- The publisher and app rankings reported in the App Annie Index are based on the download and revenue estimates available through App Annie Intelligence. The daily rank history charts and the homepage feature app data are available to all users through App Annie’s app tracker solution, Store Stats.
- While the Index for Games covers games, the Index for Apps provides app tracking on everything but games. Note that the Top Company rankings in the Index for Games are based solely on the publishers’ games downloads and revenue, while the Top Company rankings in the Index for Apps are based on the company’s downloads and revenue from apps excluding games.
- Company and unified app rankings in the App Annie Index for Games and Index for Apps are based on individual apps that ranked in the Top 1,000.
- Download rankings are based on individually downloaded apps and exclude downloads of app bundles. Revenue rankings are based on download revenue from individually downloaded paid apps as well as in-app purchase revenue from both individually downloaded apps and app bundles.
- In the first month in which an app becomes unified, its rank change in the Index will compare the unified app that month vs. its highest-ranking individual app in the month prior. As a result, rank changes for newly unified apps may overstate ranking increases from April 2015 to May 2015.
- In the iOS App Store, an app can be categorized under a Primary Category as well as an optional Secondary Category. If an app has a Primary Category of Games and a Secondary Category of Entertainment, it is a candidate to be included in this Index for Games. If the app’s Primary Category is Entertainment and its Secondary Category is Games, then it will not be included in this Index for Games; it is a candidate for the Index for Apps.
- Note that the ranking approach used in the App Annie Index differs from that used in the iOS App Store. In the latter, app rankings for a given category will include all apps whose Primary Category or Secondary Category matches that given category. So an app can appear in the rankings for more than one category within the iOS App Store or in App Annie Store Stats rankings.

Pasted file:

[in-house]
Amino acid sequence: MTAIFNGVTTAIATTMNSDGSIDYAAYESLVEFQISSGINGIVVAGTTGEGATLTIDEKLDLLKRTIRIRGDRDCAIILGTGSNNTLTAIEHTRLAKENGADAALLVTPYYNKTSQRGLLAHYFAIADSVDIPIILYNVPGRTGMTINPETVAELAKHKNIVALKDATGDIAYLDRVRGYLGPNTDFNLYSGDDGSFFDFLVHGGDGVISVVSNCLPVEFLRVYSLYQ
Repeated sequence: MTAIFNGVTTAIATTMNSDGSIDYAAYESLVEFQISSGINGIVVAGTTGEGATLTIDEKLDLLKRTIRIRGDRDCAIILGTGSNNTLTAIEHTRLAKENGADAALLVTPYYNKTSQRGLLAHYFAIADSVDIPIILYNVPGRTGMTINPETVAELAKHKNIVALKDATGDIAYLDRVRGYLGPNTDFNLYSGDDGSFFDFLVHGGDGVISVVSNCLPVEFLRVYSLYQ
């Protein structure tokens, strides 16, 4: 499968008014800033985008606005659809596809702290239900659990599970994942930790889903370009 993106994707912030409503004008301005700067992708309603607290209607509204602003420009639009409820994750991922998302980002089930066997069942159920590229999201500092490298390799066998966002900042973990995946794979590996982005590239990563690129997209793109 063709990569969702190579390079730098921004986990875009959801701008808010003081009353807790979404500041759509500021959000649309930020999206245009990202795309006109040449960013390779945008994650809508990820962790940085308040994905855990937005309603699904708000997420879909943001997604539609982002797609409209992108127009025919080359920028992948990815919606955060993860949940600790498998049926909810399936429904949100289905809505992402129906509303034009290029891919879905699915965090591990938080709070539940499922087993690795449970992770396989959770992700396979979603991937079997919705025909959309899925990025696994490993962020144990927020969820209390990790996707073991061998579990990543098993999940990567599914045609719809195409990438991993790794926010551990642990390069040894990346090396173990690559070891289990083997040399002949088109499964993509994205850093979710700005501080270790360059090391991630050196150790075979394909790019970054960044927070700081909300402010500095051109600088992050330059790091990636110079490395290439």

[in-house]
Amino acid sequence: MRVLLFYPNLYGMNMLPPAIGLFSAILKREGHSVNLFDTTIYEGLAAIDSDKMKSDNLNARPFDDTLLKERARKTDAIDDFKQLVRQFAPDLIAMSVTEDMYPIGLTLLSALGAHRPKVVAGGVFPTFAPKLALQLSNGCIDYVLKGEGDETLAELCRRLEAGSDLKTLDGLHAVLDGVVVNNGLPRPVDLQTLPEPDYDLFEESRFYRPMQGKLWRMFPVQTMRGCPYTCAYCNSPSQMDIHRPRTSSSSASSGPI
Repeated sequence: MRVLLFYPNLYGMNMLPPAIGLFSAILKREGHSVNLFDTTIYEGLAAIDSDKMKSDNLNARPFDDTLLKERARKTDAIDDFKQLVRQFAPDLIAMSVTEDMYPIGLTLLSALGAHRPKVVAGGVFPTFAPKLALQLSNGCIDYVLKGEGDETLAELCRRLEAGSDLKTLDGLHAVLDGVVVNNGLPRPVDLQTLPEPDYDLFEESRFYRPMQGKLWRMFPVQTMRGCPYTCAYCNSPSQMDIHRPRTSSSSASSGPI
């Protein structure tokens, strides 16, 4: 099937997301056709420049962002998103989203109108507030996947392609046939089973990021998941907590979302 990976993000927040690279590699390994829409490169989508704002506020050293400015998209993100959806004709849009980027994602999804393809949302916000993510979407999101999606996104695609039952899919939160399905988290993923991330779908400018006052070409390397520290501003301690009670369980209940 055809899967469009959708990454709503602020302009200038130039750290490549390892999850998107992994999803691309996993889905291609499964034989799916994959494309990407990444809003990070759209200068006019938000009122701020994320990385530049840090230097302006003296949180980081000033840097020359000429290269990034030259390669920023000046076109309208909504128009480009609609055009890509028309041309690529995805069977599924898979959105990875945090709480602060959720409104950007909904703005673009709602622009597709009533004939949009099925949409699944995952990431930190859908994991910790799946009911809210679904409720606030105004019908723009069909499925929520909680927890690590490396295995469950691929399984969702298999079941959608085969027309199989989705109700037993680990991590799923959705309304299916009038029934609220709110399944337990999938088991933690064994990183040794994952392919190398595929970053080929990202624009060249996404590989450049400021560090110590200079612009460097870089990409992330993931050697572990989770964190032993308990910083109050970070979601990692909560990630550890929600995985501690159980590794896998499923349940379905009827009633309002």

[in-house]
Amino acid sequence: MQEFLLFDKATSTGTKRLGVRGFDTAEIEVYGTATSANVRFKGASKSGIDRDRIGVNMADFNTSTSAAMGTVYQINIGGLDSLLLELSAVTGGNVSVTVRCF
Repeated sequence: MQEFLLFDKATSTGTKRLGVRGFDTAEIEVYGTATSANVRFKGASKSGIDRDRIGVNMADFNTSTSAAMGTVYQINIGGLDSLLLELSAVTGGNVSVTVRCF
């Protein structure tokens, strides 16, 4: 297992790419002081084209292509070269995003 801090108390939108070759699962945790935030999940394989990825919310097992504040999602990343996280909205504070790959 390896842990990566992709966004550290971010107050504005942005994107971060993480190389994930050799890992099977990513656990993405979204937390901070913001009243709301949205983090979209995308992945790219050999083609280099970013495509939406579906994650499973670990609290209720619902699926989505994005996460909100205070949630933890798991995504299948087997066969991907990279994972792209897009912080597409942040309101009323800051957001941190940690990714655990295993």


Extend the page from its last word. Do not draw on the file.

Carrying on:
- In Google Play, an app can be categorized under only one category, so there is no double-categorization.
- Occasionally, a publisher may decide to shift an existing app from one category to another category. In these cases, the App Annie Index will rank that app based on its categorization in the subsequent month. Given that the App Annie Index has a Games report and an Apps report, the only scenario where an app’s recategorization could shift it from one Index to another is if its category changes from Games to a category other than Games or vice versa.
- In the App Annie Index, all apps and publishers are reported under their parent companies, where available; for example, the Plants vs. Zombies™ 2 app is reported under its parent company Electronic Arts, rather than its direct publisher PopCap. Note that if you view the Electronic Arts parent company page on Store Stats, you will see the publishers that roll under the parent company Electronic Arts, including PopCap. The Plants vs. Zombies™ 2 app will be listed under the PopCap publisher page.
- Company and app rankings are based on the App Annie DNA relationships at the time of publications. App Annie DNA relationships are subject to change over time.
- App Annie Index revenue rankings are based on revenue that the iOS App Store and Google Play earned from paid downloads and in-app purchases. They do not include revenue earned from in-app advertising.
- Certain trademarks and/or images used in this report may belong to third parties and are the property of their respective owners. App Annie claims no rights to such trademarks or images.